I used to play tennis and squash at a state level and would have coaches who tried to show me exactly how to move and ask me to mimic it and think about parts of the body, it was utterly useless. I also had a piano teacher who would take my hand and try to form it in a manner they wanted, also very useless. We need context, actual music we are studying, some exercises etc which allow us to practice certain movements and compare to what we used to do. We also need to do movements in an inefficient manner so we intrinsically understand any improvements. So playing incorrectly actually is essential to improvement and none of this experience can be done away with by considering muscles, joints, tendons away from actual musical context.
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Offline ranjit

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Re: Is this legit? - on the role of finger muscles
«Reply #6 on: July 05, 2021, 02:54:26 AM »
I personally don't think considering piano technique in terms of your physical body in isolation to actual music is useful at all. You simply need musical context to explain what you do, segregating it from context simply leaves you with a muddled mess. 
I personally don't quite find this to be the case. As soon as I encounter a new piece of information regarding technique, it is never independent of context for me, because I always create the context around it, derived from the nature of the movement. For example, I will see how the movement affects scale playing and how the piano responds, try out snippets of various pieces, etudes, etc. depending upon the movement. If all else falls, I will create my own improvisations and exercises around the idea and see how it can be used to make music. As you know, I'm a technical experimenter ;)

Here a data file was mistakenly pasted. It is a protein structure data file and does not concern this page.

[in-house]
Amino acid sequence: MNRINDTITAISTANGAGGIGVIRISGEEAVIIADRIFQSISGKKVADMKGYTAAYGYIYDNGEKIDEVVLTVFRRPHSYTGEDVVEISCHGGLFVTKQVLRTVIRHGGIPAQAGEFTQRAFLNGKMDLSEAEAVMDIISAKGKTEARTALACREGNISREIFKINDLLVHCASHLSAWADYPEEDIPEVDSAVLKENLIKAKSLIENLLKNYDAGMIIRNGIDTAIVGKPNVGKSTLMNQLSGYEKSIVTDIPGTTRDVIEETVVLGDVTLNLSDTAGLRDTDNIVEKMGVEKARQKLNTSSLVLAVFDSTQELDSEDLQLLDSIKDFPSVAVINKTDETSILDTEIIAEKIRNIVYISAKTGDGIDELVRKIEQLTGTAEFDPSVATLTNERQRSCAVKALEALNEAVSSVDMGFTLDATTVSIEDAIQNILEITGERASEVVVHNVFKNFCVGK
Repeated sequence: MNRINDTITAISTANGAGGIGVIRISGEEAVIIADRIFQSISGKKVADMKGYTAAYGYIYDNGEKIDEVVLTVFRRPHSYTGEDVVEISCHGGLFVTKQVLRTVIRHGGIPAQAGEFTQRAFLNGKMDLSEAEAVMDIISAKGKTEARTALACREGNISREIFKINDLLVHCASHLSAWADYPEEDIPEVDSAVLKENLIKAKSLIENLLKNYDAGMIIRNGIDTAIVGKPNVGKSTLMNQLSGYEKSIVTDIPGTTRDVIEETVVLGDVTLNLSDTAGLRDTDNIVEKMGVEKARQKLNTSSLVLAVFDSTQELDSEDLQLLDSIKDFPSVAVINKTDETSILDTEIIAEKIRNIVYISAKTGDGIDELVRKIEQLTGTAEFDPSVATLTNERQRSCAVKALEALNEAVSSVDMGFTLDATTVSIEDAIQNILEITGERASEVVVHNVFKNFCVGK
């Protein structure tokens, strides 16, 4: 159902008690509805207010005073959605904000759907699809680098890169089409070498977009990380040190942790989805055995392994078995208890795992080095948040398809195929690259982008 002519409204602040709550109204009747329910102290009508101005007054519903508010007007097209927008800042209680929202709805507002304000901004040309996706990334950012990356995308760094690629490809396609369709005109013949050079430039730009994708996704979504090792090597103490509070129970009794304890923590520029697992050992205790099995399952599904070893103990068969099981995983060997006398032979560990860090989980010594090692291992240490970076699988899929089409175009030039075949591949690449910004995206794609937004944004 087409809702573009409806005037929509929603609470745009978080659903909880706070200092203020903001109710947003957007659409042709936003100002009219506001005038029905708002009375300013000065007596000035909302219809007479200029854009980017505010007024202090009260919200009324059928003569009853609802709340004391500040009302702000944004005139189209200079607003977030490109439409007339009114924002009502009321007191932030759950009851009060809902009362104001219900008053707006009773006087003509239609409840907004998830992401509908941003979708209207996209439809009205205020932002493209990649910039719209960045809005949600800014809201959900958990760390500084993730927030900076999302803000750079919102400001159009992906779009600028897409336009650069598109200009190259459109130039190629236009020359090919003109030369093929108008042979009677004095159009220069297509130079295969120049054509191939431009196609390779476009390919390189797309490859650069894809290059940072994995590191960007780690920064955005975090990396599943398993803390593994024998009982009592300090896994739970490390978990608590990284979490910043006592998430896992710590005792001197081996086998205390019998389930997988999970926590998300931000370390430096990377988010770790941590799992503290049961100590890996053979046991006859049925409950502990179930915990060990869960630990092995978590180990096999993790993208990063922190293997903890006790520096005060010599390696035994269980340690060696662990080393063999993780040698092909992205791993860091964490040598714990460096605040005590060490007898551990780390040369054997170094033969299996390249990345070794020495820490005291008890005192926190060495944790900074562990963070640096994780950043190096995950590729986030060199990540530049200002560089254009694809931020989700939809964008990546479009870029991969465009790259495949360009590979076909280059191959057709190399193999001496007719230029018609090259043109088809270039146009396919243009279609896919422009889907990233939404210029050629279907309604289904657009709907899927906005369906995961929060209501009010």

Online lostinidlewonder

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Re: Is this legit? - on the role of finger muscles
«Reply #7 on: July 05, 2021, 07:36:53 AM »
As soon as I encounter a new piece of information regarding technique, it is never independent of context for me, because I always create the context around it, derived from the nature of the movement. For example, I will see how the movement affects scale playing and how the piano responds, try out snippets of various pieces, etudes, etc. depending upon the movement. If all else falls, I will create my own improvisations and exercises around the idea and see how it can be used to make music. As you know, I'm a technical experimenter ;)
It just seems like a blunt knife used to do precise surgery. The link posted in OP doesn’t have any musical context, no actual pieces to highlight what they are trying to explain this so you are left to experiment without the real important information, application of the knowledge. Scales can be done in so many ways and add musical expression and actual pieces into context we really play scales differently in all pieces if we wanted to be precise. I feel one needs to learn predominantly through “doing” rather than thinking too much, yes we need an amount of thinking but one does becomes more aware simply by the result of their experience. I even don’t find these type of descriptions helpful even though I can apply context to it I still think of situations where what they are suggesting doesn’t work or is not necessary or is irrelevant since it is solved with pianistic thoughts/movements instead.